To get big­ger and stronger, you need a blend of heavy train­ing and a fair vol­ume of work. To fit our three-lift ex­am­ple, go for a lot of reps on the as­sis­tance lift over the course of mul­ti­ple sets. A rep scheme like five sets of five is a fool­proof strength plan for main lifts. You can do four sets of 10 for the sec­ondary lift, and fin­ish off with an as­sis­tance lift done for 50 to­tal reps. That may seem like an ar­bi­trary amount, but it works. Take as many sets as you need to reach that num­ber and work to de­crease your sets over time. It’s a fun way to com­pete with your­self, and it al­lows you to bet­ter cus­tom­ize your reps ac­cord­ing to how you feel on a par­tic­u­lar day. As for rest pe­ri­ods, here’s a trick to keep your ses­sion fast paced but also en­sure that you lift your heav­i­est. On main lifts, start a timer and do your set of five. Now look at the clock. When it hits three min­utes, do your next set. Hit set three at six min­utes in, and so on. For the sec­ondary ex­er­cise, rest only as long as you need to com­plete the reps. How­ever, you can make some mod­i­fi­ca­tions in the gym. The sim­plest thing is to just re­duce your loads a lit­tle and make your rest pe­ri­ods ac­tive re­cov­ery. So, in­stead of rest­ing out­right, do some­thing like jump­ing rope or jog­ging around the gym. This will help you burn more calo­ries in your down­time. Aug­ment your lift­ing with car­dio. First thing in the morn­ing be­fore you eat, walk briskly up­hill (you can put a tread­mill on an in­cline) for 45 min­utes, keep­ing your heart rate be­tween 130 and 150 beats per minute. Do this at least twice a week. On an­other three days per week, do higher-in­ten­sity car­dio that keeps your heart rate be­tween 150 and 165 beats per minute for 25 min­utes.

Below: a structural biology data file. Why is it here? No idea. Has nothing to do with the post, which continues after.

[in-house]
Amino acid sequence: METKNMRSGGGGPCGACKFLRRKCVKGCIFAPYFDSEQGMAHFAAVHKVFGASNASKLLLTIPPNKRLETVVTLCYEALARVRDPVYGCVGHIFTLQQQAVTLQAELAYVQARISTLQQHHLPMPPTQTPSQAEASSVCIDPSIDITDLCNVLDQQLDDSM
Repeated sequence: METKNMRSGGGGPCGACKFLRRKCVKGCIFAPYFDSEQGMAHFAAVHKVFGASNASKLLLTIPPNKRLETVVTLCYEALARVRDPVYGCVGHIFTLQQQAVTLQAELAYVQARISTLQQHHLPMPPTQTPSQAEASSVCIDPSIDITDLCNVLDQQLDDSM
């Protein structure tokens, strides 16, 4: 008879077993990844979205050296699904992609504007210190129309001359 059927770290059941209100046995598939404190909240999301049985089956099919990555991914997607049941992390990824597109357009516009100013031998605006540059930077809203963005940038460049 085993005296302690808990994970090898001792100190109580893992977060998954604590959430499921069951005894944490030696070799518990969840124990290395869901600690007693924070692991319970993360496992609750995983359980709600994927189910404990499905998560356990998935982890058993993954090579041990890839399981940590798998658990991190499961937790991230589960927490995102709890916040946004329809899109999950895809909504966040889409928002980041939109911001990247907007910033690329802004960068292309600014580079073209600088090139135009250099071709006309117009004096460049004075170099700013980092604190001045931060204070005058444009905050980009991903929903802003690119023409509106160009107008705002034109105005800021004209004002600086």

The sample pro­gramme on the fol­low­ing pages shows how your train­ing might look. The work­outs are for build­ing bulk, but you can tweak them to get lean by adding car­dio and ac­tive re­cov­ery. You can also change the lifts as de­scribed to avoid plateaus and keep your train­ing in­ter­est­ing.


1 SQUAT Sets: 5 Reps: 5 l Grasp the bar out­side shoul­der width and squeeze tightly. Pull your shoul­der blades to­gether and arch your back to take the bar off the rack – it should rest on your traps or rear delts. Step back with your feet shoul­der­width apart. Lower into the squat, hips first, un­til your thighs are at least par­al­lel to the floor.